Has the demand to win at all costs in sports (or politics, or business, etc.) gotten any better since the forementioned World Series, or has it gotten worse, or is it simply human nature with no big swings one way or the other. How do we now define “cheating”. When, in politics, does “spin” become “cheating” and when does “cheating” violate the law?

    Put the current air pressure in a football issue in perspective. Have we actually stopped anyone, anywhere in professional baseball from throwing a spit ball?

    I do observe this however. Before every snap in a football game, an official MUST handle each ball to be put into play. Hmmm? Just like any umpire can look at or hold a ball before ……, or after in the case of a spit ball, once thrown. That’s good enough for me to still watch a game but never pay for an overprice ticket to attend one for sure.

    Anson

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    • Anson,

      By the way, it was the Black Sox scandal. And, as I recall, it had more to do with underpaid players, who felt exploited and mistreated by their “owner,” than with the desire to win. In fact, the scandal was that eight players were seeking to purposely lose the game.

      You make a point about the officials handling the balls during the game. Nobody, and I mean nobody in the game, handles the balls more than the officials. If it were so easy to tell whether the balls had lost air pressure, it should have been easy for the guys whose job it was to regulate the rules of the game, to tell. They apparently didn’t. It was cold. It was wet. It was raining. The last thing Tom Brady, or anyone I’m guessing, including the officals (who were apparently alerted to it by the Colts before the game) was thinking about was whether the air in the ball had fallen below NFL standards.

      Duane

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  5. Er, in my comment, make that ” . . . the Colts’ footballs . . . “. You can see how seriously I take this stuff.

    However, this comparison would, ahem, take the air out of Belichick’s current physics theory, i.e. that it was the declining air temperature and perhaps rising atmospheric pressure.

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  6. ansonburlingame

     /  January 26, 2015

    Hmm,

    Underpaid workers caused the “Black Sox scandel”, cheating if you will to lose the game(s). So if we only paid “workers” (sports players) more money, no cause for cheating, right?? Now look at salaries in sports today but we still have all sorts of cheating going on in my view. Why and how do you stop it?

    In reading about Belichick of late I find reason to admire the man. Seems like part of his success is demanding intense understanding of excruciating details from his “workers”. “What shoe size do all the tight ends on …. wear” was a quoted question he launched at one of his players!!! “What will you do if……” and the dots were filled with some extraordinarily small detail on a given play. He not only demands brawn from his workers. He demands heavy thinking on their part, awareness of all the details around them, or possible details that might come up. No wonder he wins.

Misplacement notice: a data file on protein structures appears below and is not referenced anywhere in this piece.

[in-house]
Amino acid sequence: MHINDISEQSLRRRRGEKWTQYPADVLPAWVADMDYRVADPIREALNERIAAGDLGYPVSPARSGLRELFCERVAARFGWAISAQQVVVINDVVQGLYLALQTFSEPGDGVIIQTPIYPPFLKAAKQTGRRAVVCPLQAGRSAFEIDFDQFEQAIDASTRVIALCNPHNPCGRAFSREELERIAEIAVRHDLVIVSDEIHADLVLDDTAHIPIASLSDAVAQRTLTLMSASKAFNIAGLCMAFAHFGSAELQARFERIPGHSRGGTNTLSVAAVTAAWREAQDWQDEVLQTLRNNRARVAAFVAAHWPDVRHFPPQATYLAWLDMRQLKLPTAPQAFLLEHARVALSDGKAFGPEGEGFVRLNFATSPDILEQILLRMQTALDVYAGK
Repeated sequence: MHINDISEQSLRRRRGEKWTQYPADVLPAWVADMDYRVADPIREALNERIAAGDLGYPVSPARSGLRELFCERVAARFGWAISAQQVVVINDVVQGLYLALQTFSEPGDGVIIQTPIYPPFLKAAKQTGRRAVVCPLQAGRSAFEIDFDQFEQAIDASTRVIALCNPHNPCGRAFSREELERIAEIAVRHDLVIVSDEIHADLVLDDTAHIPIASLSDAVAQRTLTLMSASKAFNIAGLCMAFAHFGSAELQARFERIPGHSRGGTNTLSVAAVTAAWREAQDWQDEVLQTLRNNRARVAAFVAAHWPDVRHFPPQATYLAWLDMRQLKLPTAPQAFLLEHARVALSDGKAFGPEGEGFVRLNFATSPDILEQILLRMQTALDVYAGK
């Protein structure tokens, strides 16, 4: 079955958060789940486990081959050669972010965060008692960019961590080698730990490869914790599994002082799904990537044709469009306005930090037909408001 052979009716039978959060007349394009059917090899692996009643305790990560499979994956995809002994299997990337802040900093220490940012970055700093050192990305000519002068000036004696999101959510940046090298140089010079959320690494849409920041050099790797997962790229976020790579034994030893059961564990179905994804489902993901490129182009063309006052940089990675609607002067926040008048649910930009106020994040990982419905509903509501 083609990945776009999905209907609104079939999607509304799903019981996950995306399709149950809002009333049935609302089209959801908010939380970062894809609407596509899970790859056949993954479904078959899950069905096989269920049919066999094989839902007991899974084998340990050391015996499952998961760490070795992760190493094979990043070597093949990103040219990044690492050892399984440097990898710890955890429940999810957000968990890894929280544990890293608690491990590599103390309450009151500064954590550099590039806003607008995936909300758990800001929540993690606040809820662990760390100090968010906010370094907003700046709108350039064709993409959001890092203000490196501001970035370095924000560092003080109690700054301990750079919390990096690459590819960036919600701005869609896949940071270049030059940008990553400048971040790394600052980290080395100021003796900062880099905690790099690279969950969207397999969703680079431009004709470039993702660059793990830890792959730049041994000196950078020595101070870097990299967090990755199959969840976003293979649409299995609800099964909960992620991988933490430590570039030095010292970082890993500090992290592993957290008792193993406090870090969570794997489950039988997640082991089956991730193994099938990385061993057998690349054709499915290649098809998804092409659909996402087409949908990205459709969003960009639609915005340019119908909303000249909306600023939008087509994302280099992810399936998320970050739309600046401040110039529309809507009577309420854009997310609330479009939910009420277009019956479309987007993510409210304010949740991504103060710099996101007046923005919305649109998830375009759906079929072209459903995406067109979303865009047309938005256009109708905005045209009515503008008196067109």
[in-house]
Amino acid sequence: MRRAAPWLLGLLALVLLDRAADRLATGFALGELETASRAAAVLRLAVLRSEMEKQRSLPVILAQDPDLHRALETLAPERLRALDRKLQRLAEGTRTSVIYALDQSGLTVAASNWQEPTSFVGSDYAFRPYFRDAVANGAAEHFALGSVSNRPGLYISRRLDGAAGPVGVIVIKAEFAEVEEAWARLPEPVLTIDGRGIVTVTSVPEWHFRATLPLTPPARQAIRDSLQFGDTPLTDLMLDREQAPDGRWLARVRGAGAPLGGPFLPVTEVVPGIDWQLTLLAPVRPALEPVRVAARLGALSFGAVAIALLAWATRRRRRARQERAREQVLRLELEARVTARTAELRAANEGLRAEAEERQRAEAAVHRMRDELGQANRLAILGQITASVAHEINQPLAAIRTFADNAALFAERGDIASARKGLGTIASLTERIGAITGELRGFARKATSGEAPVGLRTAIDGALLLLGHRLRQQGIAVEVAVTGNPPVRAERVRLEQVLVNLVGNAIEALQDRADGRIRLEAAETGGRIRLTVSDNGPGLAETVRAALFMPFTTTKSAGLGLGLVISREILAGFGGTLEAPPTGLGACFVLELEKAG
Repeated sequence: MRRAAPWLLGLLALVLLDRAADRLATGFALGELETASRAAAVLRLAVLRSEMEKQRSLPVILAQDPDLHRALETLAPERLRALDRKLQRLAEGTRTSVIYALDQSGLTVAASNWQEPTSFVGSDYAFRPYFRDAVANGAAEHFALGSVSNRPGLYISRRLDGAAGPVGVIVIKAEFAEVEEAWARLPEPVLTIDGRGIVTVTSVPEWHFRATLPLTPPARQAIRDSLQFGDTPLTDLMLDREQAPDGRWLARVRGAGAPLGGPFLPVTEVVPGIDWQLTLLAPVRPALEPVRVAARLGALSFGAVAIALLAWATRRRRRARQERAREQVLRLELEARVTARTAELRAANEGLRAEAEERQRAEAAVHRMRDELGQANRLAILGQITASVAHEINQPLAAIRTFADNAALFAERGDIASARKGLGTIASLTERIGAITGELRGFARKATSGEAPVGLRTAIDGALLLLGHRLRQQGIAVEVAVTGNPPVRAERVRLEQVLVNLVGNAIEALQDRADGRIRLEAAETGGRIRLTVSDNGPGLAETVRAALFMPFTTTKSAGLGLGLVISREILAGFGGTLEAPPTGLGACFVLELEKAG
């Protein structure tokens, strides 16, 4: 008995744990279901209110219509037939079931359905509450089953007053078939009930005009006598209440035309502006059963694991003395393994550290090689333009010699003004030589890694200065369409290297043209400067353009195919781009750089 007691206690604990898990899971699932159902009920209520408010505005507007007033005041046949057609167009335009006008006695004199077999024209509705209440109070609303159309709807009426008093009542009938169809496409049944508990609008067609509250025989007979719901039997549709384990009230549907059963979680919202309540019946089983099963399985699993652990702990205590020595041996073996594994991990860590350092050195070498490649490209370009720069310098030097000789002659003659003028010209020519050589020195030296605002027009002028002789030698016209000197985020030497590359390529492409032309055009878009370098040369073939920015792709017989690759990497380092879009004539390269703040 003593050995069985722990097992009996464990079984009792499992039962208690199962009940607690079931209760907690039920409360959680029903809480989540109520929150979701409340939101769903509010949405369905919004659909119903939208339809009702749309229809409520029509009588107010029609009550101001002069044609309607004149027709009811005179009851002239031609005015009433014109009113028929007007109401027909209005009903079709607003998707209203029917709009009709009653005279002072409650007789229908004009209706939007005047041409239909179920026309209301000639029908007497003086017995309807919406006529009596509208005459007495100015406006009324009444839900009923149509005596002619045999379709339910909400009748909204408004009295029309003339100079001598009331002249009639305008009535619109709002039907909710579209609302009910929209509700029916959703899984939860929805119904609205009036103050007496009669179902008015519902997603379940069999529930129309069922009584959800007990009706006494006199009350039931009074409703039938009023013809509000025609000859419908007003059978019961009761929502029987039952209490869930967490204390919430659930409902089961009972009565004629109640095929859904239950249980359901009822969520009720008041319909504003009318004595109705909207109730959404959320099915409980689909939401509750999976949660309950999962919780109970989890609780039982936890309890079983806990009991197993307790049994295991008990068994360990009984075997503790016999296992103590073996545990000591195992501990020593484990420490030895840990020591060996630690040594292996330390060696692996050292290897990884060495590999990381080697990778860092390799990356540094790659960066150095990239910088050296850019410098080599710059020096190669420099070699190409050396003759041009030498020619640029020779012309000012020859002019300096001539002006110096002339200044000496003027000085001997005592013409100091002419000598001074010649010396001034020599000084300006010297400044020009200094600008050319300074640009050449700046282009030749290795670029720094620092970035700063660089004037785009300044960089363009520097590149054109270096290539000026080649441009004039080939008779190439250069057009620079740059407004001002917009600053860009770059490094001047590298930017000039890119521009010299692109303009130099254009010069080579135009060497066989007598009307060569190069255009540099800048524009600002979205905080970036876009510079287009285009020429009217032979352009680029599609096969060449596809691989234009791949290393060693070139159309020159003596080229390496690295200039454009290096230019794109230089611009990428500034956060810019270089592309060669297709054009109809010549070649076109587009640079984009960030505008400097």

I join Jim in caring less about how much pressure was in a football last week. If it was not noticiable to officials, then …… And now we may see officials with air pressure gauges on hand on the field, or off!! I suppose “there outta be another law” and “ROEs” to ensure no one cheats, like we do with soldiers on a battle field today.

    Anson

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    • Wikipedia nicely summarizes the 1919 scandal for you:

      Club owner Charles Comiskey was widely disliked by the players and was resented for his miserliness. Comiskey had long had a reputation for underpaying his players, even though they were one of the top teams in the league and had already won the 1917 World Series. Under the MLB reserve clause, players were prevented from changing teams without permission from the owner of the current team they were on, without a union the players had no bargaining power.

      Pretty much sums up the history of how employers treated workers prior to unionization and collective bargaining!

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  7. ansonburlingame

     /  January 27, 2015

    Sports players are highly unionized today but some still cheat. But I try to refrain from a union/managment dispute or solution to low air pressure in footballs. I am more concerned about cheating, anywhere. In a similar vein you might read my take on American Sniper, the man, as revealed to me at least in his book, not the movie which I have yet to see.

    Anson